When cases of a potentially fatal strain of meningitis began cropping up at Princeton last year, university officials trying to stop its spread could recommend little beyond precautions like frequent handwashing and not sharing beverage containers.
Although a vaccine against the rare bacteria that was causing the illness on campus existed in much of the developed world, it was not available in the United States. Novartis, its Swiss-based manufacturer, had not applied here for licensure of the vaccine, called Bexsero, because it seemed unlikely to be used enough in the United States to offset the cost of entering the market.
In all, it took nine months after the first case was detected in March 2013 before Princeton students could be immunized and nearly a year before they had completed the two-shot course, and that happened only after extraordinary interventions from the Centers for Disease Control and the Food and Drug Administration to allow the vaccine into the country.
By the end of the outbreak, seven more students had contracted the disease on the Princeton campus, and a student at another university died after contact with Princeton students. In a second outbreak involving four students at the University of California, Santa Barbara, a lacrosse player had to have his feet amputated.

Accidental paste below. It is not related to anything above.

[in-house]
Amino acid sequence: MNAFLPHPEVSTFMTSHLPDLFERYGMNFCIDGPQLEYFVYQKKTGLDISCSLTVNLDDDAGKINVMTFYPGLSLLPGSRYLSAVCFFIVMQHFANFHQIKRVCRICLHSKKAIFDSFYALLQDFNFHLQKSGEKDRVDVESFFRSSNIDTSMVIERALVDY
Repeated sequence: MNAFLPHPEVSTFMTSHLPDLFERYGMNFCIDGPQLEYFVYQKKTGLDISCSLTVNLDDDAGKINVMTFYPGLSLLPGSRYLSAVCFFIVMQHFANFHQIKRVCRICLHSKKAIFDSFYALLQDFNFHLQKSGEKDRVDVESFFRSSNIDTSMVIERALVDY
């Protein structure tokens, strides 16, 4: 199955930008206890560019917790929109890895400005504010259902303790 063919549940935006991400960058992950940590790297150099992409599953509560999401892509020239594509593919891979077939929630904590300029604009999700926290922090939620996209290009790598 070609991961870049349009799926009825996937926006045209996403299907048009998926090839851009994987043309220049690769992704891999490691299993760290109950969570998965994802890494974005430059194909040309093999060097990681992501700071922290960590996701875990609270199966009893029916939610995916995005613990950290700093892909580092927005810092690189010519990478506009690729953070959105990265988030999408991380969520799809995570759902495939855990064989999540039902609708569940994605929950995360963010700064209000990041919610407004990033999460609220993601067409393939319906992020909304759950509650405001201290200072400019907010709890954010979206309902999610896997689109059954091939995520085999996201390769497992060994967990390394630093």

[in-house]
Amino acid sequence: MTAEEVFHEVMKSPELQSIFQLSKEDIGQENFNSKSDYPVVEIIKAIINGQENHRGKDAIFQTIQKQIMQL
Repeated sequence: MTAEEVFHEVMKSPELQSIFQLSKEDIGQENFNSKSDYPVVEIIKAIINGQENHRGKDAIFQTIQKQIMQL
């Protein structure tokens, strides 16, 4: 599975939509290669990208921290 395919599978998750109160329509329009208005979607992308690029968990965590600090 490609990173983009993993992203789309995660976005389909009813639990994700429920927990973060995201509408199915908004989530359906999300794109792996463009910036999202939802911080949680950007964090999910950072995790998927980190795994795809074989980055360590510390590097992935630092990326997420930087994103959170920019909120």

The episode highlights a drug approval process in the United States that experts say does not always take into account public health needs. Regulators typically do not seek out new treatments, but wait for pharmaceutical companies to apply for approval of new products. Drugmakers weigh their estimates of sales potential against the high costs of application. And that calculation is often more fraught in the United States than in other countries, in part because American regulators are historically loath to grant approval based solely on foreign trials, so they require expensive new studies.
RTFA for all the hoops everyone had to jump through to get the appropriate treatment into the United States and available where it was desperately needed.
A second segment of the article introduces the novel notion – for the United States – that we might alter regulations and procedures to allow for need instead of profit margins. Golly.